BY RENU MEHTA
TORONTO: Anurag Kashyap’s film The Brawler (Mukkabaaz) that screened at the Toronto International Film Festival (TIFF) this year is a bold film outlining several layers of issues for boxing in India. The film narrates the story of a lower-caste boxer who struggles to make his mark on the boxing world and faces challenges at every turn. It explores the trials and tribulations of the underdog hero, at the same time landing a punch against the injustices and hypocrisies that keep India’s sporting underdogs exactly where they are.
Vineet Kumar Singh, Bollywood actor who rose to fame after playing the role of Danish Khan in the cult movie Gangs of Wasseypur (2012) , played the lead role of Shravan in The Brawler, was injured several times as he prepared for the role of the low caste boxer.
“I had to learn boxing and got injured many times,” he says. “I took almost a year to prepare for the role.”
The film portrays Shravan slogging day and night to achieve his dream of being a recognized boxer. Things go awry when he falls in love with the niece of his arch nemesis, the head of the state boxing federation. To marry her, he needs a job and for him, the path to a stable government job is through boxing. But Shravan soon finds out that in India, boxing is about everything else but the sport. He finds challenges at every opportunity including his background from a lower caste.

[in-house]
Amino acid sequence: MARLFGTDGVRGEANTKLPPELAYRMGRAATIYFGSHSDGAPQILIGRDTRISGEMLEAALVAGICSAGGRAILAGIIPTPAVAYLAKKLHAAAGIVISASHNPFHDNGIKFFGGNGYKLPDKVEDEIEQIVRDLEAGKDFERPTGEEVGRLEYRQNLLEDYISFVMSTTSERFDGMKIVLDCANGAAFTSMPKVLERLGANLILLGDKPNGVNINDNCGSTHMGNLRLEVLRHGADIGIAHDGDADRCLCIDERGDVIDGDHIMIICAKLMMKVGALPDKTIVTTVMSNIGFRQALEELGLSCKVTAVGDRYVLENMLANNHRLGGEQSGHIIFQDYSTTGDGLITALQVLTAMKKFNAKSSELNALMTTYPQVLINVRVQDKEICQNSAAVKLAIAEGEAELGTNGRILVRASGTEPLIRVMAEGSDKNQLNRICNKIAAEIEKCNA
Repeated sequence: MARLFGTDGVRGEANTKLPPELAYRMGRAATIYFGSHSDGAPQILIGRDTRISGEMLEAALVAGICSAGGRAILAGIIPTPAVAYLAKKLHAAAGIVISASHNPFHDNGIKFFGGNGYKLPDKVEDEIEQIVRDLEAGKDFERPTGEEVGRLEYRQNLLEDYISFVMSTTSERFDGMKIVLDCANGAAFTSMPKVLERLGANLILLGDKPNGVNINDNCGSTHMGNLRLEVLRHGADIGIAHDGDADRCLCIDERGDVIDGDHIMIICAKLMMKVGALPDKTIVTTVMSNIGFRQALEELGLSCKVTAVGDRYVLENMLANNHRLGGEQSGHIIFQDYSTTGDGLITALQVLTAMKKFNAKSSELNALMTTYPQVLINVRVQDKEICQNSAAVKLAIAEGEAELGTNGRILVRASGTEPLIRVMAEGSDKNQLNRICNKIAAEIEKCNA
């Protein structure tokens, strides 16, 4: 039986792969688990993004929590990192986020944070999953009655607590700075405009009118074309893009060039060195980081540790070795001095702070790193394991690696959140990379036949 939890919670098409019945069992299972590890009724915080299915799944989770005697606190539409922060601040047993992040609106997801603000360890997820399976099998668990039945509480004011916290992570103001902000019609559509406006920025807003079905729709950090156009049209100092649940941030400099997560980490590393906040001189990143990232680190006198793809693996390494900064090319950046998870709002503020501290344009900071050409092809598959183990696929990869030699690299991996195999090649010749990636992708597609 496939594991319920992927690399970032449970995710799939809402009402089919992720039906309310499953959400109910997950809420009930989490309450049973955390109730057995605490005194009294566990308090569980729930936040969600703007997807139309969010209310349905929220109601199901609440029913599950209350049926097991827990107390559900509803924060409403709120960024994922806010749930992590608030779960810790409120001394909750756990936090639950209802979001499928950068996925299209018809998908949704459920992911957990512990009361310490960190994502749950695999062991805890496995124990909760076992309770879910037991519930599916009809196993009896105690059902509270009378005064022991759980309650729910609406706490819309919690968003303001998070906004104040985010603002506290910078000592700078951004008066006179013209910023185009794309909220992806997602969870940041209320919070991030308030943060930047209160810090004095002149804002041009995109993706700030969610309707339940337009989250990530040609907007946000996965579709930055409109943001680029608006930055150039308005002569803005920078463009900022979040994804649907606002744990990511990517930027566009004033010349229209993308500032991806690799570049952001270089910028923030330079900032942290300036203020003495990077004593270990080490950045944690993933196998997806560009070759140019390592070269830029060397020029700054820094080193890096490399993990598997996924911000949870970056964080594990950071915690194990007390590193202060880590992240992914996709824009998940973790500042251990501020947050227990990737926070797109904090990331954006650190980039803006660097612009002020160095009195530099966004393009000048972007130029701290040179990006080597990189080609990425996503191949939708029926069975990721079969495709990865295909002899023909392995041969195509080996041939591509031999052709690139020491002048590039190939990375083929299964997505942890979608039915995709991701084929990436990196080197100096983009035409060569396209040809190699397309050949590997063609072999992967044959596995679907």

“Caste system is a big problem here (India). Even important things work on that basis. It’s not on paper but in practical, it’s a big issue. It’s hidden,” says Singh.
Directed by Anurag Kashyap, the film is bold and explores many issues including the sports industry in India, the caste system and the sports quota for getting employment in the government.
“Sports industry in India cannot take medals because the system is so corrupted, so bad. They don’t let anyone get ahead,” said Kashyap, one of the most influential Indian filmmakers of recent times who has produced various films including The Lunchbox, Masaan, Peddlers, Monsoon Shootout, etc.
Singh agrees that India takes fewer medals because of corruption in the sports industry.
“Because of corruption, good talent is suffering all over, in every game,” says Singh who has great interest in sports and even played Basketball on a National level for Sub Junior and Mini level. “India is full of talent. If we want medals, then we need to nurture them (sports talent) from the beginning.”
Even though the film has a weak ending, the film’s heart is in the right place where the filmmaker plays down disability while unflinchingly portraying weaknesses in the system for sports in India.